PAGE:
The head of the U.S. Federal Trade Commission said he’s prepared to break up major technology platforms if necessary by undoing their past mergers as his agency investigates whether companies including Facebook Inc. are harming competition.
FTC Chairman Joe Simons, who is leading a broad review of the technology sector, said in an interview Tuesday that breaking up a company is challenging, but could be the right remedy to rein in dominant companies and restore competition.
“If you have to, you do it,” Simons said about breaking up tech companies. “It’s not ideal because it’s very messy. But if you have to you have to.”
Simons also said the agency is interested in hearing complaints alleging that Amazon.com is punishing merchants that offer lower prices on other e-commerce websites.
“Anyone who wants to complain, we’re all ears,” said Simons. “That’s the type of scenario that would be among the ones that we would want to look at, but I can’t tell you we are doing it for any particular platform.”
He stopped short of confirming the agency has opened a formal probe into how Amazon treats merchants on its marketplace.
FTC officials have spoken with at least one seller who has complained that Amazon pushed out merchants of recycled Apple devices after it made a deal with the phone-maker to sell its products directly on Amazon’s website. John Bumstead, who sells refurbished Apple products, said in a Facebook post last month that about seven lawyers and an economist from the FTC interviewed him.
Amazon declined to comment, but has said sellers have full control over the prices they set.
Simons is overseeing a tech task force to examine conduct in the industry and could move to unwind mergers if investigators find the deals were anticompetitive. The agency has opened a broad investigation into Facebook, including whether the company acquired startups to thwart competition, according to people familiar with the matter.
Antitrust experts and lawmakers argue that giant tech companies have used a wave of takeovers of startups to shut down competition by buying — and eliminating — emerging rivals.
Facebook bought photo-sharing site Instagram in 2012 and WhatsApp, a messaging service, in 2014. The FTC approved both acquisitions at the time. Critics including Facebook co-founder Chris Hughes have called for antitrust enforcers to unwind those deals.
U.S. antitrust officials could move to undo the acquisitions even though they previously won approval, Simons said. The FTC could say “we made a mistake,” he said. A breakup would require court approval
Facebook declined to comment.
Facebook CEO Mark Zuckerberg has said he welcomes regulation, but that breaking up the company wouldn’t address legislators’ privacy and data concerns. In fact, Facebook argues that its size actually enables it to do the things that regulators want to see, such as better policing of content, which would be much harder if Instagram or WhatsApp were separate companies.
The FTC is examining conduct of tech companies in parallel with the Justice Department’s antitrust division, which in July announced a broad inquiry into the biggest online platforms to determine whether they are harming competition. The announcement cited concerns about search, social media and online retail, suggesting at least partial overlap with the FTC’s investigation of Facebook.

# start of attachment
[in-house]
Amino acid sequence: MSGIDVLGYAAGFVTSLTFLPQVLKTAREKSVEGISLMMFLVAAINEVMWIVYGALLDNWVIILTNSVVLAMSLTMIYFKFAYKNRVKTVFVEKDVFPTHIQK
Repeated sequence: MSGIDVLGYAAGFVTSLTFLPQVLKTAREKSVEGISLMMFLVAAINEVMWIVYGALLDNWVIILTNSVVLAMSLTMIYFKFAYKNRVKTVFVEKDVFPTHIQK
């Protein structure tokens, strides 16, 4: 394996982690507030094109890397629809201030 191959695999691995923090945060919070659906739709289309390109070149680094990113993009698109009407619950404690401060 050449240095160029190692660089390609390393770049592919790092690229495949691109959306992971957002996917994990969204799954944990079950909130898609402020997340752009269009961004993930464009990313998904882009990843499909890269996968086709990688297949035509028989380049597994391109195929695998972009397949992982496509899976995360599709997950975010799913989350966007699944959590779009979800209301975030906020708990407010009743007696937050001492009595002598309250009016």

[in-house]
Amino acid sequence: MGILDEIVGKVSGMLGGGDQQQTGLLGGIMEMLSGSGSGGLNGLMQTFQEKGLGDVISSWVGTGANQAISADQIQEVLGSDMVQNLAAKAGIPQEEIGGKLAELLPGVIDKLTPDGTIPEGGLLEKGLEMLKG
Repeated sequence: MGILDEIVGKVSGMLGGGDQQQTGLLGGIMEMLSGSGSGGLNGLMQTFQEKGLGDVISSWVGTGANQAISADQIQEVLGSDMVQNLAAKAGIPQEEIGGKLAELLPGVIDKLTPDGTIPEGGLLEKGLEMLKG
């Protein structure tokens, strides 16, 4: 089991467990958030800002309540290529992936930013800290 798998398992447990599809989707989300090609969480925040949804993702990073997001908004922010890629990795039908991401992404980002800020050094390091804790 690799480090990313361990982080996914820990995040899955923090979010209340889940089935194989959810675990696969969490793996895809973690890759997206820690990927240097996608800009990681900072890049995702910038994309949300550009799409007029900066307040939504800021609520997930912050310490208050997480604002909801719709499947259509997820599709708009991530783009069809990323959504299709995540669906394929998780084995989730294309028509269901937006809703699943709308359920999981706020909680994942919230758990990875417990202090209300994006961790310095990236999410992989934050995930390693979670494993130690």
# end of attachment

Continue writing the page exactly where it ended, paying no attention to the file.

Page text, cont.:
Simons said an agreement between the FTC and the Justice Department to divide scrutiny of the tech industry is based on specific conduct, not on the companies themselves. One company could potentially be investigated by both agencies, though he declined to provide details about their agreement.
“It’s possible for sure that we could be investigating the same company at the same time but just for different conduct,” he said. Simons said, for example, that the FTC could scrutinize Amazon.com Inc. for buying a grocer, because of the agency’s expertise in the supermarket sector, while the Justice Department would probably look at, say, the purchase of a music-streaming site.
William Kovacic, a former FTC commissioner now at George Washington University’s law school, called it “nuts” to take one company and split investigations into its conduct. The agencies have frequently fought over tech because it’s high profile and because it overlaps with other sectors, he said.
“It is bizarre to take these enormously complicated institutions and enterprises and have two separate teams of analysts looking at the same enterprise,” Kovacic said. “It will be a source of real frustration and confusion for the companies if that’s how they’re dividing things unless there’s cooperation.”
The FTC and the Justice Department are stepping up scrutiny of the tech industry amid a bipartisan outcry in Washington to rein in the power of the dominant companies.
Simons didn’t confirm details of the Facebook investigation beyond what the company disclosed in July, when it said that the FTC had initiated a broad probe into several business lines — social media, digital advertising and mobile applications. Any inquiry into its past acquisitions would focus on what would have happened to those companies if they hadn’t been bought by Facebook, Simons said.
“There’s a question about what caused Instagram to be as successful as it is,” Simons said. “Was it the fact that the seed was already there and it was going to be germinated no matter what or was the seed germinated because Facebook acquired it?”
— Information from Naomi Mix, Ben Brody, Naomi Nix and Joe Light is included in this report.